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Sanofi’s Plump tapped to head Takeda R&D from Cambridge base

December 18, 2014
Life sciences
The new president at Takeda has raided Sanofi for its new head of global R&D. And they’re putting their new top scientist in Cambridge, MA, which is becoming the world headquarters of drug research for much of the pharma industry.
 
Andrew “Andy” Plump has been lured to the top job at Takeda research after completing a stint as SVP of research and translational medicine at Sanofi, where he worked in Paris. Plump, though, has deep roots in Cambridge, where he got his B.S. at MIT before getting his M.D. at UC San Francisco and a PhD at Rockefeller University. After his education he worked as a VP of cardiovascular at Merck.
 
A Takeda spokesperson told Bloomberg that Plump will be based in Cambridge, MA, where the company has been reorganizing its oncology work. Takeda bought out Millennium, but recently dropped the iconic name.
 
The globalization of Takeda’s leadership began in earnest with the recent appointment of Christophe Weber as the new president, now in line to become the first non-Japanese CEO in 230 years – a fact that has ruffled more than a few feathers in Japan, where “foreigners” have not been welcome by former execs and shareholders. Weber was brought in to revamp Takeda as the company’s blockbuster Actos revenue has begun to disappear in the face of generic competition. U.S. president Doug Coles was recently ousted in the management shakeup that followed.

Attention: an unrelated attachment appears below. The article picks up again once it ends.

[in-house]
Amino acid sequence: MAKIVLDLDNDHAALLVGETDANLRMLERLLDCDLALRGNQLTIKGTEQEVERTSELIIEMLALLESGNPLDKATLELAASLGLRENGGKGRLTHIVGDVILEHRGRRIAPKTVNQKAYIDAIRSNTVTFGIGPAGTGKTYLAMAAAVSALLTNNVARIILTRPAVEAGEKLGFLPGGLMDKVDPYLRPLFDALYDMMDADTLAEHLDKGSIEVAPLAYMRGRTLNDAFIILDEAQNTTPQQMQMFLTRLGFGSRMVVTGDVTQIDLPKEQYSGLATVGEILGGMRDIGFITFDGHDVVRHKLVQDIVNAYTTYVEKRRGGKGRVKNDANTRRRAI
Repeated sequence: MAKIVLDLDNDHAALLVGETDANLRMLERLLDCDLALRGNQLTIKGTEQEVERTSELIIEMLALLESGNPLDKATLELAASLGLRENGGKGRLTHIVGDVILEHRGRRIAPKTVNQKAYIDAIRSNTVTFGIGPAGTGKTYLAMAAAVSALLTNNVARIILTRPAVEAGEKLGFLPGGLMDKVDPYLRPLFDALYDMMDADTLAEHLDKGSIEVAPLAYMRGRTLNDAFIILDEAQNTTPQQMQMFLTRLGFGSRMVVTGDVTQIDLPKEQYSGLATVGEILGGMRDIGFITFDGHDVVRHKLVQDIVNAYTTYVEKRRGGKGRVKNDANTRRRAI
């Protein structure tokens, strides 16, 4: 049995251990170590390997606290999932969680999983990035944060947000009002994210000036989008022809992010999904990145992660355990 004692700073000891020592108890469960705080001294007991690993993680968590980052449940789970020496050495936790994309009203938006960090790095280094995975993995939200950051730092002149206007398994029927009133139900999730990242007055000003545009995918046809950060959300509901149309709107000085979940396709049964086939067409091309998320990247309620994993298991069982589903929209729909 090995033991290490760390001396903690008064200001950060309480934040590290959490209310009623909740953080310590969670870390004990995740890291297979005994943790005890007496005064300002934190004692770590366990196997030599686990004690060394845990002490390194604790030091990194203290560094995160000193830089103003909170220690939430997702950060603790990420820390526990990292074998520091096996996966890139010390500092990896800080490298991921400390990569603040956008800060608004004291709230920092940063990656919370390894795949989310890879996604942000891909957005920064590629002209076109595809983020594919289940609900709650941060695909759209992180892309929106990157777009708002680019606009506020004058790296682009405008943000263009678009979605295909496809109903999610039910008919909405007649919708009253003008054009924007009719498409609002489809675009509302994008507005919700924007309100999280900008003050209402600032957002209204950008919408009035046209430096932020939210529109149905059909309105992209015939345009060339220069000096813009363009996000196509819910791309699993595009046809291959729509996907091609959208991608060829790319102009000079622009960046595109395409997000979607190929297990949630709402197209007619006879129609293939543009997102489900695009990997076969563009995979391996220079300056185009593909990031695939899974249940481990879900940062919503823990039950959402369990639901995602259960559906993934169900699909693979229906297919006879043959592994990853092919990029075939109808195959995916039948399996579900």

Sanofi, meanwhile, is losing an American exec in the wake of Christopher Viehbacher’s stormy showdown with a French chairman of the board. 
 
Global pharma organizations like Pfizer, Novartis and others have been putting a growing emphasis on work around the Boston area, where biotech has been booming for years in neighborhoods close to MIT and Harvard. GlaxoSmithKline recently opened a new office to scout for deals in the area, following a similar move by J&J.
 
Takeda has had some success in the recent past, most notably the approval of vedolizumab for inflammatory bowel disease. But it’s also had late-stage failures for TAK-875, or fasiglifam, as well as their top cancer contender at Millennium. Those setbacks helped trigger a plan to carve $1 billion out of its budget and lay off thousands.
 
By John Carroll
 

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